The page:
Another day, another violation of Greek neutrality. This time the target is Cephalonia, away to the south, rather closer to Salonika than Corfu is. For some reason the Greeks have refused the use of their railway network to literally haul the entire Serbian Army clear across the country. It’s much easier to just take over another Greek island and use it as a staging point to send the Serbians over by sea. Meanwhile, the Italians are forming a new army corps for service in the Balkans. Who knows, maybe something might actually happen here soon!
In news from a less congealed front, General Yudenich’s preparations to seize Trebizond are advancing nicely. He’s travelled to the notoriously rainy port of Batumi for discussions with Admiral Eberhardt of the Black Sea Fleet for the transport of two brigades from Crimea down to Anatolia, and then the plan for an amphibious attack on Trebizond.
Meanwhile, Vehip Pasha has now arrived in theatre at Erzincan to begin kicking his Third Army back into shape. With the Russians inland finally at a standstill his first priority is Trebizond, but reinforcing them will be very much easier said than done. However, he’s just about to get a significant assist. Russian intelligence is even now getting some rather odd (and pretty much entirely spurious) reports from friendly villagers of mass landings at Trebizond, divisions’ worth of Ottomans, thousands more Germans. Some people are even claiming to have seen submarines in the area…
Grigoris Balakian arrives in a small, remote village, more than half-empty after its Armenians had been deported. They’re given an effusive welcome and can buy provisions for a reasonable price; Balakian falls into conversation with the local imam.
I asked whether perhaps they weren’t content that the area was left solely to them, without a competitor. After all, they had come to own the deported Armenians’ homes, gardens, goods, [etc.] their entire wealth. Weren’t they grateful to the government for…having brought them such immense wealth?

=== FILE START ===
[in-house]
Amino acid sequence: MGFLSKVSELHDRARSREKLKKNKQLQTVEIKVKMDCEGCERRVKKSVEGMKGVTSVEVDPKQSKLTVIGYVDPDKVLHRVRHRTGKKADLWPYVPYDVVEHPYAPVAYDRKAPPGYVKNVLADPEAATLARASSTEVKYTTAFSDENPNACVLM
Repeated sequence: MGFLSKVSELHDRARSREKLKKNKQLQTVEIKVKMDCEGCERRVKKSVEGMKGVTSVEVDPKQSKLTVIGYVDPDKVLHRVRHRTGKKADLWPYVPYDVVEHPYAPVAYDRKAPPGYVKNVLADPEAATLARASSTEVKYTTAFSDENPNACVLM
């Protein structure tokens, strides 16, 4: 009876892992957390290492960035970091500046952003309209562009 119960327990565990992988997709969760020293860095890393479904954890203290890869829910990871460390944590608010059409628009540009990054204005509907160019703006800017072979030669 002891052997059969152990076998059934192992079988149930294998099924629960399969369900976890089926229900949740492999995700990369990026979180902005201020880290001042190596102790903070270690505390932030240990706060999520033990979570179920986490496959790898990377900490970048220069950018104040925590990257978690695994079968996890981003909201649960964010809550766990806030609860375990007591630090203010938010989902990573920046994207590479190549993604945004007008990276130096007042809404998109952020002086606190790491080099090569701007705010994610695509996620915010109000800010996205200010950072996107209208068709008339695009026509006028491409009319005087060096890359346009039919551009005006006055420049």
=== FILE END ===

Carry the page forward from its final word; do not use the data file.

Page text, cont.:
The imam replied “Effendi, what are you saying? … Our households made a living thanks to our Armenian neighbours. We worked on their lands as partners and we lived well and were prosperous. Talaat and Enver deserve to die for deporting the Armenians, whereby they ravaged the country and impoverished us as well!”
It’s a rare good night in the middle of hell.
When we left Bernard Adams, he was calling in artillery retaliation after the death of a lieutenant and the serious wounding of a captain, both of whom he knew well. Now it’s tomorrow, and he’s trying to come to terms with what’s happened.
In the Straw Palace, Lieutenant Davidson and I were sitting discussing last night, when the doctor looked in. “How’s [Captain] Robertson?” I asked at once.
“He died this morning, three o’clock this morning. Pretty ghastly, isn’t it? Two officers like that in one night. The CO is awfully cut up about it.”
“Robertson, dead!” said Davidson. And so we talked for some minutes. The old doctor was used to these things. He had seen so many officers fall out of line. But to us this was new, and we had not gauged it yet. You might have thought from his quiet jerky sentences that the doctor was almost callous. You would have been wrong.
Eventually the other mortar officer, Lieutenant Macfarlane, appears. After some further chat, he takes Davidson off and the business of the day begins.
Even when I came to the place where Robertson had been hit, and saw the blood on the fire-step, and some scraps of cotton wool lying about, I looked at it as you might look at a smashed egg on the pavement, curiously, and then passed on. ”Am I indifferent to these things, then?” I asked myself. I had not realized yet that violent emotion very rarely comes close upon the heels of death, that there is a numbness, a blunting of the spirit, that is an anodyne to pain. I was ashamed of my indifference; yet I soon saw that it was no uncommon thing.